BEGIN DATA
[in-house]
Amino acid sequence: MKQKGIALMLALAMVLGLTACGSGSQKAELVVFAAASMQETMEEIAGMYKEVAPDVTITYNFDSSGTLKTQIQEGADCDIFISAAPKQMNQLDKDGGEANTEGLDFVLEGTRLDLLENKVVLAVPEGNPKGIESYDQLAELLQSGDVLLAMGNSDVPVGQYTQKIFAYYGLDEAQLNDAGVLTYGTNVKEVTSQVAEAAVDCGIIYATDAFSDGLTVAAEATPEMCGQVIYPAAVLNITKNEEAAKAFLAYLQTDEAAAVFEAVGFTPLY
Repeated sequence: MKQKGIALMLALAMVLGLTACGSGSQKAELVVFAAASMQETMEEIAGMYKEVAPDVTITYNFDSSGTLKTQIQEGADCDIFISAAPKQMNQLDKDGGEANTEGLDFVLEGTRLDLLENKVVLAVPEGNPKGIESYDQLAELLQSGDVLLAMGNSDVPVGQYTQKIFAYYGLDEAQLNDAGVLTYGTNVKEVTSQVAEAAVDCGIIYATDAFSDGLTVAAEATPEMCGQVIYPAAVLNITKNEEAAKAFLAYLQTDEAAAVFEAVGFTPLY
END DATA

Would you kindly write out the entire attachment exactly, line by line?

[in-house]
Amino acid sequence: MKQKGIALMLALAMVLGLTACGSGSQKAELVVFAAASMQETMEEIAGMYKEVAPDVTITYNFDSSGTLKTQIQEGADCDIFISAAPKQMNQLDKDGGEANTEGLDFVLEGTRLDLLENKVVLAVPEGNPKGIESYDQLAELLQSGDVLLAMGNSDVPVGQYTQKIFAYYGLDEAQLNDAGVLTYGTNVKEVTSQVAEAAVDCGIIYATDAFSDGLTVAAEATPEMCGQVIYPAAVLNITKNEEAAKAFLAYLQTDEAAAVFEAVGFTPLY
Repeated sequence: MKQKGIALMLALAMVLGLTACGSGSQKAELVVFAAASMQETMEEIAGMYKEVAPDVTITYNFDSSGTLKTQIQEGADCDIFISAAPKQMNQLDKDGGEANTEGLDFVLEGTRLDLLENKVVLAVPEGNPKGIESYDQLAELLQSGDVLLAMGNSDVPVGQYTQKIFAYYGLDEAQLNDAGVLTYGTNVKEVTSQVAEAAVDCGIIYATDAFSDGLTVAAEATPEMCGQVIYPAAVLNITKNEEAAKAFLAYLQTDEAAAVFEAVGFTPLY